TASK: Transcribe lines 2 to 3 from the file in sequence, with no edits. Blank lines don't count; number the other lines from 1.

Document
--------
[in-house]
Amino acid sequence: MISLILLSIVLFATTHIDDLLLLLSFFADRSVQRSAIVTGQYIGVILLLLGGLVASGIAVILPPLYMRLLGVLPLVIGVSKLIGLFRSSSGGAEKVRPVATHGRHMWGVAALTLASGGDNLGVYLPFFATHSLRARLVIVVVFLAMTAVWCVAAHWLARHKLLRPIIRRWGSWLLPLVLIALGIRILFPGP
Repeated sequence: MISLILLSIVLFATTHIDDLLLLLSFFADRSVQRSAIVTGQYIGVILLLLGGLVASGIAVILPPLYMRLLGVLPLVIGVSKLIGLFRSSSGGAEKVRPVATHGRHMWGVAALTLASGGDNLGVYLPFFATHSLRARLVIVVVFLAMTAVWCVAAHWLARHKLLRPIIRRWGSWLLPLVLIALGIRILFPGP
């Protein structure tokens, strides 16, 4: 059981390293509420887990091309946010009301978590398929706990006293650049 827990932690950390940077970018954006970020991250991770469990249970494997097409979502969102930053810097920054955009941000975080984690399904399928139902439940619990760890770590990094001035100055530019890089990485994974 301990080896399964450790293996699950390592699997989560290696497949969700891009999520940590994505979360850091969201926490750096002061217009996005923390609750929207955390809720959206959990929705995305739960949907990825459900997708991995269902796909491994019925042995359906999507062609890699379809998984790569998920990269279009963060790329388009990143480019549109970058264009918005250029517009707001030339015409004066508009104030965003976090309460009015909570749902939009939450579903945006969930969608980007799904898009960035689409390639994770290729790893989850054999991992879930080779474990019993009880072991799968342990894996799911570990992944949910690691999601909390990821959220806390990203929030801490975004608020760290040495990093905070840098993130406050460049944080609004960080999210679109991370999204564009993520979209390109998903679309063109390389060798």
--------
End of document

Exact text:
Amino acid sequence: MISLILLSIVLFATTHIDDLLLLLSFFADRSVQRSAIVTGQYIGVILLLLGGLVASGIAVILPPLYMRLLGVLPLVIGVSKLIGLFRSSSGGAEKVRPVATHGRHMWGVAALTLASGGDNLGVYLPFFATHSLRARLVIVVVFLAMTAVWCVAAHWLARHKLLRPIIRRWGSWLLPLVLIALGIRILFPGP
Repeated sequence: MISLILLSIVLFATTHIDDLLLLLSFFADRSVQRSAIVTGQYIGVILLLLGGLVASGIAVILPPLYMRLLGVLPLVIGVSKLIGLFRSSSGGAEKVRPVATHGRHMWGVAALTLASGGDNLGVYLPFFATHSLRARLVIVVVFLAMTAVWCVAAHWLARHKLLRPIIRRWGSWLLPLVLIALGIRILFPGP